The current debate about a “War on Women” and changing cultural norms that offer new (maybe good, maybe not) options once closed for all is not going to be helped by conservatives making jokes, refusing simple concessions, and holding generally meaningless totems of their masculinity.

I have often told my students that a good way to judge a country is to look at how they treat their women (I’m looking at you, Saudi Arabia). I think I’m afraid what would happen if I asked them to consider the same about some of their churches.

All the best,

The Man About Town

Composed while listening to Beirut- “Gulag Orkestar

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55 thoughts on “Where Are the Women At?

  1. So much baloney already! Come on, stop pandering! Women in America are not a victim class. They are free to pursue almost any kind of work, and often do. I have had both male and female supervisors over the course of a lifetime working both in government and the private sector. Some of them have been good, and some were nitpicking and obnoxious, wielding and very much enjoying their power over male subordinates. I am so tired of this “war on women” crap as well as the pet issues which for the most part are over stressed or exaggerated.

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    1. Not sure how to respond, but, John, I rarely do. Whether I’m writing “indigestible pablum and silly things you have been writing, like this recent existential piece” as you once wrote, or this piece as “pandering” I will take your words (insofar as I understand the complaint) into consideration, consider further your comment history here, and then go about my day. I suppose if I wrote to get a nice golf clap from everyone every time I would be pandering- so the fact that you’re mad shows me I’m doing something. I do not want to sound uncharitable or snarky, but I wanted to affirm that I see your comment and politely disagree.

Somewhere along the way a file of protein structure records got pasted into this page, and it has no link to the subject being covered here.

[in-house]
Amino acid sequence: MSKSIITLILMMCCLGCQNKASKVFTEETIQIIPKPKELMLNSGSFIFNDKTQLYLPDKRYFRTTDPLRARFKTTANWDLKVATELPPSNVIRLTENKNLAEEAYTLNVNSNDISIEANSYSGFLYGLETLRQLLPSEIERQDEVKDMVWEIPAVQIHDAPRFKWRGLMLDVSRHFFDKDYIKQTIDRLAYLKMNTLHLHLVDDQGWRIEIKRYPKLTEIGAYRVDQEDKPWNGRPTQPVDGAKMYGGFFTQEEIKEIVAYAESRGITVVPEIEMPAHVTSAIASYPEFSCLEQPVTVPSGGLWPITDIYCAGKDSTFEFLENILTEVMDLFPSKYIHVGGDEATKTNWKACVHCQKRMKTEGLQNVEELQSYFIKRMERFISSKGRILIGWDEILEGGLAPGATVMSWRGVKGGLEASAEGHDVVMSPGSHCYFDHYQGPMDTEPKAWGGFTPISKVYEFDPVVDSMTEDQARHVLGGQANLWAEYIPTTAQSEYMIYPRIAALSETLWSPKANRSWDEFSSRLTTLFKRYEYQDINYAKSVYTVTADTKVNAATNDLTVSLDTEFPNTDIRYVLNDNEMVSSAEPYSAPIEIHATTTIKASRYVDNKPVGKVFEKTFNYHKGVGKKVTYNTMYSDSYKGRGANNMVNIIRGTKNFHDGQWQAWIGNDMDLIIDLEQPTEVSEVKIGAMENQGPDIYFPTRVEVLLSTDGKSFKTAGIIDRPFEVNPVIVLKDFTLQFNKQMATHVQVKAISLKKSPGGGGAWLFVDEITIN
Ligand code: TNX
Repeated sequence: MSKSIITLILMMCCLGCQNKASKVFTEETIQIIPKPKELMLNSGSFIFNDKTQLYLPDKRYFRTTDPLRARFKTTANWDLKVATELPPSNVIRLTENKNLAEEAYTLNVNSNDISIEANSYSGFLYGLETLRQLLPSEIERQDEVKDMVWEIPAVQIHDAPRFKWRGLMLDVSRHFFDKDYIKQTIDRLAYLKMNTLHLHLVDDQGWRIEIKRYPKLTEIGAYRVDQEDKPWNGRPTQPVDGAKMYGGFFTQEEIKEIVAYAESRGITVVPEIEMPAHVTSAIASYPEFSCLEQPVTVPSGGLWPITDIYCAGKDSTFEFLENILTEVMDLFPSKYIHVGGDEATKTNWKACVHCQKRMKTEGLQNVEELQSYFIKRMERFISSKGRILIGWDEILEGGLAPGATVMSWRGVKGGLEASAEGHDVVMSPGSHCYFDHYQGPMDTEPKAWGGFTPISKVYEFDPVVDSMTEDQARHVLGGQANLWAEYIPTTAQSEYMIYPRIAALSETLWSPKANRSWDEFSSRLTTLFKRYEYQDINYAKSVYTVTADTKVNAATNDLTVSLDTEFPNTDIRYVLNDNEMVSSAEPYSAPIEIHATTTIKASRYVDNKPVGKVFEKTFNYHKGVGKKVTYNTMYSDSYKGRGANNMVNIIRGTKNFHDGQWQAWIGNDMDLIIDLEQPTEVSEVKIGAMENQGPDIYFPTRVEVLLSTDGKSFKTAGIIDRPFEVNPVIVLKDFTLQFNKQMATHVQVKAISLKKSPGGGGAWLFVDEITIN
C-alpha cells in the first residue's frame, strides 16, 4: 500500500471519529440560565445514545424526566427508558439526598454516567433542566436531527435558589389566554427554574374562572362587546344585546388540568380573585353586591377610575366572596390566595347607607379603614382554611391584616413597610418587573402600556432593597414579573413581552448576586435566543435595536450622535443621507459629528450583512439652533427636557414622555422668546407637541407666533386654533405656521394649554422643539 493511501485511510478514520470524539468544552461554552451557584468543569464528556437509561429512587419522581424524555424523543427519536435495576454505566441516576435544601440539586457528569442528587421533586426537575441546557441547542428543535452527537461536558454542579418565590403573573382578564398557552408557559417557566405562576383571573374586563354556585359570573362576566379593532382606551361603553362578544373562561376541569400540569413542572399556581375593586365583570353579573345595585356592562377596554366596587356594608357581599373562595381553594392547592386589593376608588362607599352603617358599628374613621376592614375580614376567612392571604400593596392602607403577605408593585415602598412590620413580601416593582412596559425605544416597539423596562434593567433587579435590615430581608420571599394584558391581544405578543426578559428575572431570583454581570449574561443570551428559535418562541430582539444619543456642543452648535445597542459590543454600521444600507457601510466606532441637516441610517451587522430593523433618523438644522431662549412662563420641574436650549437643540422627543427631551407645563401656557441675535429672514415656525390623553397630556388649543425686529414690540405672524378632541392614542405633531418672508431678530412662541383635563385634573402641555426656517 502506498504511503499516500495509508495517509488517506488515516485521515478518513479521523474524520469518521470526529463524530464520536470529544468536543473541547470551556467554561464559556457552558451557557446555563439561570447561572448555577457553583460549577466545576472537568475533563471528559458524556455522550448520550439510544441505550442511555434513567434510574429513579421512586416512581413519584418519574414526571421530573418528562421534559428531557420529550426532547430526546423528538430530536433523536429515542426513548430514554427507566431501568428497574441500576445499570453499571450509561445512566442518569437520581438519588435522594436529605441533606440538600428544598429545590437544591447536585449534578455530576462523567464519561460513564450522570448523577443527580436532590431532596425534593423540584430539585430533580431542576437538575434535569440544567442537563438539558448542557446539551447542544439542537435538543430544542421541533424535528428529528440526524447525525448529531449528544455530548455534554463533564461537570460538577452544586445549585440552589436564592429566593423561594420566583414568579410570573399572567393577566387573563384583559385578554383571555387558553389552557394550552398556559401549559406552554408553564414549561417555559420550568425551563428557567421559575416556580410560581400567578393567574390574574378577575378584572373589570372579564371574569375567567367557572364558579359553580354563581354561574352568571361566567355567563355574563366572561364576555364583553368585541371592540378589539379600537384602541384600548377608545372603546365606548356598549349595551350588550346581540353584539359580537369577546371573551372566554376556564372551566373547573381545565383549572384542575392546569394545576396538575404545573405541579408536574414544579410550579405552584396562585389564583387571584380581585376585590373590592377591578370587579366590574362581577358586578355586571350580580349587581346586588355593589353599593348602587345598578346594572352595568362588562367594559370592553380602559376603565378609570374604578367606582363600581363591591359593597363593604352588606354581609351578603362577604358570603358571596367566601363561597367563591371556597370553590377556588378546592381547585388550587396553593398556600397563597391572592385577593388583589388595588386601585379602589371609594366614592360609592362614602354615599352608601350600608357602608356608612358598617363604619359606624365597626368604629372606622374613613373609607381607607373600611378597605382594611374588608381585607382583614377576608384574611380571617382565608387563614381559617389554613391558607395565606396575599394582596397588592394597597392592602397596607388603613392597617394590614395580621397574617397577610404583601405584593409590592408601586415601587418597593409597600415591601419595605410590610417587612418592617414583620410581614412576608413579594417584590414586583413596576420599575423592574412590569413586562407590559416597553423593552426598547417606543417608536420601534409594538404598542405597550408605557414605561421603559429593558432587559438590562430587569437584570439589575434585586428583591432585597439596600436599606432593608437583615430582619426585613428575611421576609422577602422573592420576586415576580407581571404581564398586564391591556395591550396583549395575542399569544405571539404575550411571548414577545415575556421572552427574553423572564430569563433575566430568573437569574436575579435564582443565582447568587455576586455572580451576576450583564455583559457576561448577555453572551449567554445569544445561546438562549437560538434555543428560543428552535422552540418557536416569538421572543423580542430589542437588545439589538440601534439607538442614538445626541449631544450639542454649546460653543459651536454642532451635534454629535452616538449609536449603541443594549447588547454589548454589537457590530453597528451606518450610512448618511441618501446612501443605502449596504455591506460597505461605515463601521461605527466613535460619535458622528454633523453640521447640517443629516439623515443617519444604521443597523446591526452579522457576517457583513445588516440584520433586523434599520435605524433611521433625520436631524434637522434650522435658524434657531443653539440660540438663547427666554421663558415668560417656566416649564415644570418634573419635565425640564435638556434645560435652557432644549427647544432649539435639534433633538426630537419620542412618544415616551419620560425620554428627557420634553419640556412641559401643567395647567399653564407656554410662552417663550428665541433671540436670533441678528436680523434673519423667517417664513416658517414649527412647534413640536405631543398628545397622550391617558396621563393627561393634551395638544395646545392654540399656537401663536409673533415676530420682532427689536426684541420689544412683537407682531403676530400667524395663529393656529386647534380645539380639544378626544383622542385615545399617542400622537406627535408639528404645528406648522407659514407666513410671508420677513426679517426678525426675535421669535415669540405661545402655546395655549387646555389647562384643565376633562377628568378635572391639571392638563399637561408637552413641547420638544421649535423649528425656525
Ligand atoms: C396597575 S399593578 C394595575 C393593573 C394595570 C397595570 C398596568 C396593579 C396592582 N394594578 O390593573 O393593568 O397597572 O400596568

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      1. Come on, my brother, I am poking you based on your article. I am not mad or angry. You have a right to articulate your views. We live in a free country. We are Americans. We banter….and since you put your views in the marketplace of ideas, I merely responded. If you would prefer only agreeable respondents, then you are just looking for affirmation. My “comment history” should only be viewed as one man’s opinion, nothing more, nothing less. If we were sitting together in a cafe or pub, or at a church picnic, I would at times agree with something you have said, or I may disagree. Nothing personal, nothing mean spirited, but spoken to you in the spirit of discussion. My tone may upset you…for that I can’t help. I am a 71 year old grouchy white man, a 7 year veteran of the Marine Corps. I was a Sgt, and I learned many of my artful communication speech from the gravel voiced veterans of World War II and Korea who taught me what I needed to survive a combat tour in Vietnam. Later, returning to finish college, I had old school professors who loved classroom debates. Some of them were actually normal guys, New Yorkers like myself, and different than the sensitive politically correct progressives who mistook teaching for indictrination. So…if I offend…I am sorry. Also, being Lutheran, I understand Martin Luther could also pick an argument or two.